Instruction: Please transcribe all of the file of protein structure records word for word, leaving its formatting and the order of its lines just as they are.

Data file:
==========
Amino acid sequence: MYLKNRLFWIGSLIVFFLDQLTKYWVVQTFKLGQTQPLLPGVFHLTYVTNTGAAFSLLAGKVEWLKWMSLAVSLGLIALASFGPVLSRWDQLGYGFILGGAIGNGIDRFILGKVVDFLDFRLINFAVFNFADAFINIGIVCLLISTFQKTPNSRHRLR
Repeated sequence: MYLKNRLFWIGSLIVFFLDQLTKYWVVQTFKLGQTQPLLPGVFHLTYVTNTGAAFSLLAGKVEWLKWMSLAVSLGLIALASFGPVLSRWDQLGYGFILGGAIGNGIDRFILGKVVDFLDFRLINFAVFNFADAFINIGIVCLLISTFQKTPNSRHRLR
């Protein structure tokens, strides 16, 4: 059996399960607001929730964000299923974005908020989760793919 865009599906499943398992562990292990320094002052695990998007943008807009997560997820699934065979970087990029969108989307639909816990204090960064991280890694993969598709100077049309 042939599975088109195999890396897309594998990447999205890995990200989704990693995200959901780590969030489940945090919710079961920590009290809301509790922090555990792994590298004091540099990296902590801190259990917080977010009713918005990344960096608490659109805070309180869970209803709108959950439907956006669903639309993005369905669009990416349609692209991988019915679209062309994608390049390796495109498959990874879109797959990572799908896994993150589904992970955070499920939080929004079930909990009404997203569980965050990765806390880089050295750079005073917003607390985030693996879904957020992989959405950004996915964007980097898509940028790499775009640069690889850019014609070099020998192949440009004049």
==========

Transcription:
Amino acid sequence: MYLKNRLFWIGSLIVFFLDQLTKYWVVQTFKLGQTQPLLPGVFHLTYVTNTGAAFSLLAGKVEWLKWMSLAVSLGLIALASFGPVLSRWDQLGYGFILGGAIGNGIDRFILGKVVDFLDFRLINFAVFNFADAFINIGIVCLLISTFQKTPNSRHRLR
Repeated sequence: MYLKNRLFWIGSLIVFFLDQLTKYWVVQTFKLGQTQPLLPGVFHLTYVTNTGAAFSLLAGKVEWLKWMSLAVSLGLIALASFGPVLSRWDQLGYGFILGGAIGNGIDRFILGKVVDFLDFRLINFAVFNFADAFINIGIVCLLISTFQKTPNSRHRLR
């Protein structure tokens, strides 16, 4: 059996399960607001929730964000299923974005908020989760793919 865009599906499943398992562990292990320094002052695990998007943008807009997560997820699934065979970087990029969108989307639909816990204090960064991280890694993969598709100077049309 042939599975088109195999890396897309594998990447999205890995990200989704990693995200959901780590969030489940945090919710079961920590009290809301509790922090555990792994590298004091540099990296902590801190259990917080977010009713918005990344960096608490659109805070309180869970209803709108959950439907956006669903639309993005369905669009990416349609692209991988019915679209062309994608390049390796495109498959990874879109797959990572799908896994993150589904992970955070499920939080929004079930909990009404997203569980965050990765806390880089050295750079005073917003607390985030693996879904957020992989959405950004996915964007980097898509940028790499775009640069690889850019014609070099020998192949440009004049």